September 03, 2021 13:19
You can spot officials cracking down on people without masks each time you go on a walk to Mt. Nam or the Han River Park. They seem to materialize out of nowhere when there are big crowds shouting at people to wear their masks properly. That means few people go without masks even in outdoor venues, and people who walk around without their masks attract dirty looks. In July, the government allowed people who had at least one coronavirus vaccine shot to take off their face masks outdoors, but a surge in Delta variant infections prompted them to backpedal.
A year and eight months have passed since the COVID-19 pandemic started, but there is still a lot about the virus that is unknown. One of the certainties is that wearing face masks indoors significantly lowers the chances of infection, and few people question it. Korea Disease Control and Prevention Agency chief Jeong Eun-kyeong said recently, "Wearing face masks indoors is probably the quarantine guideline we must abide by the longest."
But why wear them outdoors in places that are not crowded? A team of researchers led by Martin Bazant at MIT studied indoor infection risks and found that maintaining a 1-m distance between people outdoors is enough to remain safe without face masks. At present, few countries crack down on people who wear no masks outdoors. Since last month, the U.K. eased most restrictions and made it no longer mandatory to wear masks even indoors, while France and Germany are the only European countries that still require them.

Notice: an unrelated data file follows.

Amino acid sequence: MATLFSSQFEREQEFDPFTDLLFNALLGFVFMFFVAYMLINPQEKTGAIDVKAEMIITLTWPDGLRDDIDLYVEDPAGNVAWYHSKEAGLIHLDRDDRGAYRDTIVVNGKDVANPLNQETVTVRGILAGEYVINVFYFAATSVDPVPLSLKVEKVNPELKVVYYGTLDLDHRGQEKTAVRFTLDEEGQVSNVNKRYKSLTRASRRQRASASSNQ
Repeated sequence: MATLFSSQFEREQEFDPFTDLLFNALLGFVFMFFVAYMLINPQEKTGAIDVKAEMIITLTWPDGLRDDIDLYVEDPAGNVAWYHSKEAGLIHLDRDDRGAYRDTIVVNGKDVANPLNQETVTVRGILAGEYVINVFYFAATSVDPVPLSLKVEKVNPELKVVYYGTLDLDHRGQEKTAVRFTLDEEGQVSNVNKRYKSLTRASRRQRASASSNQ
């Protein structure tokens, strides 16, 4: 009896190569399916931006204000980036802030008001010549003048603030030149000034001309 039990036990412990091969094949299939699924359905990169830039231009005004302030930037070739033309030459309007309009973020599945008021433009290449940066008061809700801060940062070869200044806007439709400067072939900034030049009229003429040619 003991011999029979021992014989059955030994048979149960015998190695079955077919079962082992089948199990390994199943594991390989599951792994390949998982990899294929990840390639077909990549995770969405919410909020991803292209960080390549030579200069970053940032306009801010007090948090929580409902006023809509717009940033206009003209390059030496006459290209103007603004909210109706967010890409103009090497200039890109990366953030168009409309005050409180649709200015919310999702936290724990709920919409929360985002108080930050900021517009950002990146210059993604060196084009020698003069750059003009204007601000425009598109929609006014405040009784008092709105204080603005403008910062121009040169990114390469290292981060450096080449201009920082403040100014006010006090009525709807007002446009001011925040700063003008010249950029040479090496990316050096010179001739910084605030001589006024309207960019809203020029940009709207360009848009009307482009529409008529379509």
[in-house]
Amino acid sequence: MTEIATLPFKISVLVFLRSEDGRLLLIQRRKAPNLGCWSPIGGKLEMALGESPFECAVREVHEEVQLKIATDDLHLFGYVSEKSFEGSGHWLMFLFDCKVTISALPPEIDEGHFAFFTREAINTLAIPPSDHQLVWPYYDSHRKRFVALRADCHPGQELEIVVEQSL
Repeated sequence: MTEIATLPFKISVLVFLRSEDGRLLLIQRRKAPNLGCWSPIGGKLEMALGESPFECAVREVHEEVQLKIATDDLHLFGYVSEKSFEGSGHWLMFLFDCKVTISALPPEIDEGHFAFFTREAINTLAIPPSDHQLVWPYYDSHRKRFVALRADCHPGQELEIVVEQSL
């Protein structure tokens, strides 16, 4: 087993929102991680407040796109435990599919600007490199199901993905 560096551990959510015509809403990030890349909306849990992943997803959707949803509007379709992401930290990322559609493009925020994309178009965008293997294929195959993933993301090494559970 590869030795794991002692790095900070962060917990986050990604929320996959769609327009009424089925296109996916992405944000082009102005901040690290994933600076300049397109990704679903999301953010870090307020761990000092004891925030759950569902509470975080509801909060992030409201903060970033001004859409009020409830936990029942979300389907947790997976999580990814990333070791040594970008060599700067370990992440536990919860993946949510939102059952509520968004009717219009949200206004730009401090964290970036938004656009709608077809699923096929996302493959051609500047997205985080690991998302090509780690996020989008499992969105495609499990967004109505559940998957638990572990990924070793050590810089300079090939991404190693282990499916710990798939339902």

Even in Korea it is not actually mandatory to wear masks outdoors, and they only have to be worn in crowded areas where it is impossible to maintain a 2-m distance between people. But the regulations are vague and provincial governments can adjust them, which only adds to the confusion.
Of course health authorities want to protect themselves from criticism by maintaining the strictest possible lockdown. But rules without scientific evidence protect nobody but bureaucrats. At present, 57.4 percent of Korea's 52 million people have received their first vaccine shots and 31.7 percent are fully vaccinated. Unnecessary rules that are not based on science only increase the pain and inconvenience of the public. That is also something the government must consider.
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